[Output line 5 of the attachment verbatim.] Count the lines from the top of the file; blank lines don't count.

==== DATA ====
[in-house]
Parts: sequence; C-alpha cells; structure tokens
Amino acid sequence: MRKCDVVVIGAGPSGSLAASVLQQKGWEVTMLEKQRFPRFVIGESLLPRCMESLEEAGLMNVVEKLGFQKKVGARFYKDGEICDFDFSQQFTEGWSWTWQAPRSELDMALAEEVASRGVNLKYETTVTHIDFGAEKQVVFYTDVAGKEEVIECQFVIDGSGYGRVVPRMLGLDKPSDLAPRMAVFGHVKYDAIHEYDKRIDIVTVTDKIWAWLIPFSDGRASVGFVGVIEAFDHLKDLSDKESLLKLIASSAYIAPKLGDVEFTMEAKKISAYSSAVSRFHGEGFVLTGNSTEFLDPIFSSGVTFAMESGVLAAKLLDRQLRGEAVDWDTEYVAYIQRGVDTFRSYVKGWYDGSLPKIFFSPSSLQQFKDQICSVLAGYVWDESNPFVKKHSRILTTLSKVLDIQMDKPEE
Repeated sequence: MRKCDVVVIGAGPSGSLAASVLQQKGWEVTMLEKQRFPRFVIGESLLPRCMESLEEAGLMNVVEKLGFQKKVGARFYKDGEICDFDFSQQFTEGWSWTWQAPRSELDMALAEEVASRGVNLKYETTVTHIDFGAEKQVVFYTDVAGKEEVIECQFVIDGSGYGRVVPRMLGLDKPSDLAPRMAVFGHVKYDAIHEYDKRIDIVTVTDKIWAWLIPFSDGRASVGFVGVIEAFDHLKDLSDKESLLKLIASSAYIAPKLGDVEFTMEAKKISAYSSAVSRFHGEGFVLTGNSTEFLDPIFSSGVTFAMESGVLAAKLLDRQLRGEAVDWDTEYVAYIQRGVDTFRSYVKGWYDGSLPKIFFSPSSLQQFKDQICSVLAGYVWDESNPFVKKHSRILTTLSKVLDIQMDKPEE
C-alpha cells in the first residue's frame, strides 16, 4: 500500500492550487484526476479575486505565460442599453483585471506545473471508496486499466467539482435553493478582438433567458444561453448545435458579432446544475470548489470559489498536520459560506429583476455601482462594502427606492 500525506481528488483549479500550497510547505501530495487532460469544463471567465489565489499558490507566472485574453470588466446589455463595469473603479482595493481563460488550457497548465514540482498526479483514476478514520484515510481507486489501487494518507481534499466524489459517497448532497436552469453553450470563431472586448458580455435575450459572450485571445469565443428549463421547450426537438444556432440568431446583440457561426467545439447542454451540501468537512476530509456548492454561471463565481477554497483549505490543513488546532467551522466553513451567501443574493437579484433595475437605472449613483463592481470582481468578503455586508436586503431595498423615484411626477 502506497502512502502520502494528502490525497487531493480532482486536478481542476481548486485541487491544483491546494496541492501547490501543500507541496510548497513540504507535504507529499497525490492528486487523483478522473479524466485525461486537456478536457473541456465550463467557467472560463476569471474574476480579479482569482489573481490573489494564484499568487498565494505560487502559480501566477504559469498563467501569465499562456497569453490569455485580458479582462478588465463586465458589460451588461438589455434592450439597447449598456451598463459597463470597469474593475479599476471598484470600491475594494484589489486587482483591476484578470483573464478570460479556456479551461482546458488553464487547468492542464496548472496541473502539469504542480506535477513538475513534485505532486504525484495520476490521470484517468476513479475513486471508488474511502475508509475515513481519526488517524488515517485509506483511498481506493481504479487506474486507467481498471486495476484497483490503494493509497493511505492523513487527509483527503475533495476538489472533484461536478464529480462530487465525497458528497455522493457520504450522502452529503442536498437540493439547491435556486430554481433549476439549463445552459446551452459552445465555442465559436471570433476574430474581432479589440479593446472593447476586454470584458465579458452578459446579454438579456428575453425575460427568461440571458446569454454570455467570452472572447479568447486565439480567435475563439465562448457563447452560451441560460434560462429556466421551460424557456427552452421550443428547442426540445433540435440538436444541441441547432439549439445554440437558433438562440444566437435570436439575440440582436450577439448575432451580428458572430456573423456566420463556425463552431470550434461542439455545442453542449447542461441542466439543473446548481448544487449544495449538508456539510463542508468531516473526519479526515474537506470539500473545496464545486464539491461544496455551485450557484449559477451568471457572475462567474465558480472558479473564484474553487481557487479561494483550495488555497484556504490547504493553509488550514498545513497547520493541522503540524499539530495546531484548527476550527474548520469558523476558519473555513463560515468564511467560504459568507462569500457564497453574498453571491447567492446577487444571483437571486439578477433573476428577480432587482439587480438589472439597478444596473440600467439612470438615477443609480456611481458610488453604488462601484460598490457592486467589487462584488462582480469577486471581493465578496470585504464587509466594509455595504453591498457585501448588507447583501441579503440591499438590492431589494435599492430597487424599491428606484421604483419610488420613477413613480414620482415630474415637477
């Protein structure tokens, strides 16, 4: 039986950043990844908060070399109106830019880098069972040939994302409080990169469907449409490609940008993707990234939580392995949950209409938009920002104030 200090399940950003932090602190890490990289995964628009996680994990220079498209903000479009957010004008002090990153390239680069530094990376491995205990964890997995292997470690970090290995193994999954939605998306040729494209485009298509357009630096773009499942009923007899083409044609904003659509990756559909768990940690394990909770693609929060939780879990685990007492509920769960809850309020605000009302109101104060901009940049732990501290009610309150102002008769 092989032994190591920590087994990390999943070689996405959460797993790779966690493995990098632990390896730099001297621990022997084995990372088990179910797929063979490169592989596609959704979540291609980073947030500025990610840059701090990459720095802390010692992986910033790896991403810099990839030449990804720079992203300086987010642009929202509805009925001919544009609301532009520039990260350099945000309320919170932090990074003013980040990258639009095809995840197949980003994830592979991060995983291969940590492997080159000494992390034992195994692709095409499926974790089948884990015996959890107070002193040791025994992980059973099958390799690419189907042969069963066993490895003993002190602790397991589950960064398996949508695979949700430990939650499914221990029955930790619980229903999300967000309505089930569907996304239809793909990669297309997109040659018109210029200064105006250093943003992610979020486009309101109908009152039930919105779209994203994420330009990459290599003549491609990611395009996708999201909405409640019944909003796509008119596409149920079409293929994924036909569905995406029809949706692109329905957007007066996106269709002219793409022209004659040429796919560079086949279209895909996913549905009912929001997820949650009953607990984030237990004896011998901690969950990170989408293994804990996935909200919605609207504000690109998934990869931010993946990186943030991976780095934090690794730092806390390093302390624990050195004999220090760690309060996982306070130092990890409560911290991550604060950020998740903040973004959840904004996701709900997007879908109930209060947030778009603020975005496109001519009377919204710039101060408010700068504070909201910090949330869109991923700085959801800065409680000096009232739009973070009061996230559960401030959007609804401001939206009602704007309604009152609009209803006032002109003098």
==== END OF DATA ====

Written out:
C-alpha cells in the first residue's frame, strides 16, 4: 500500500492550487484526476479575486505565460442599453483585471506545473471508496486499466467539482435553493478582438433567458444561453448545435458579432446544475470548489470559489498536520459560506429583476455601482462594502427606492 500525506481528488483549479500550497510547505501530495487532460469544463471567465489565489499558490507566472485574453470588466446589455463595469473603479482595493481563460488550457497548465514540482498526479483514476478514520484515510481507486489501487494518507481534499466524489459517497448532497436552469453553450470563431472586448458580455435575450459572450485571445469565443428549463421547450426537438444556432440568431446583440457561426467545439447542454451540501468537512476530509456548492454561471463565481477554497483549505490543513488546532467551522466553513451567501443574493437579484433595475437605472449613483463592481470582481468578503455586508436586503431595498423615484411626477 502506497502512502502520502494528502490525497487531493480532482486536478481542476481548486485541487491544483491546494496541492501547490501543500507541496510548497513540504507535504507529499497525490492528486487523483478522473479524466485525461486537456478536457473541456465550463467557467472560463476569471474574476480579479482569482489573481490573489494564484499568487498565494505560487502559480501566477504559469498563467501569465499562456497569453490569455485580458479582462478588465463586465458589460451588461438589455434592450439597447449598456451598463459597463470597469474593475479599476471598484470600491475594494484589489486587482483591476484578470483573464478570460479556456479551461482546458488553464487547468492542464496548472496541473502539469504542480506535477513538475513534485505532486504525484495520476490521470484517468476513479475513486471508488474511502475508509475515513481519526488517524488515517485509506483511498481506493481504479487506474486507467481498471486495476484497483490503494493509497493511505492523513487527509483527503475533495476538489472533484461536478464529480462530487465525497458528497455522493457520504450522502452529503442536498437540493439547491435556486430554481433549476439549463445552459446551452459552445465555442465559436471570433476574430474581432479589440479593446472593447476586454470584458465579458452578459446579454438579456428575453425575460427568461440571458446569454454570455467570452472572447479568447486565439480567435475563439465562448457563447452560451441560460434560462429556466421551460424557456427552452421550443428547442426540445433540435440538436444541441441547432439549439445554440437558433438562440444566437435570436439575440440582436450577439448575432451580428458572430456573423456566420463556425463552431470550434461542439455545442453542449447542461441542466439543473446548481448544487449544495449538508456539510463542508468531516473526519479526515474537506470539500473545496464545486464539491461544496455551485450557484449559477451568471457572475462567474465558480472558479473564484474553487481557487479561494483550495488555497484556504490547504493553509488550514498545513497547520493541522503540524499539530495546531484548527476550527474548520469558523476558519473555513463560515468564511467560504459568507462569500457564497453574498453571491447567492446577487444571483437571486439578477433573476428577480432587482439587480438589472439597478444596473440600467439612470438615477443609480456611481458610488453604488462601484460598490457592486467589487462584488462582480469577486471581493465578496470585504464587509466594509455595504453591498457585501448588507447583501441579503440591499438590492431589494435599492430597487424599491428606484421604483419610488420613477413613480414620482415630474415637477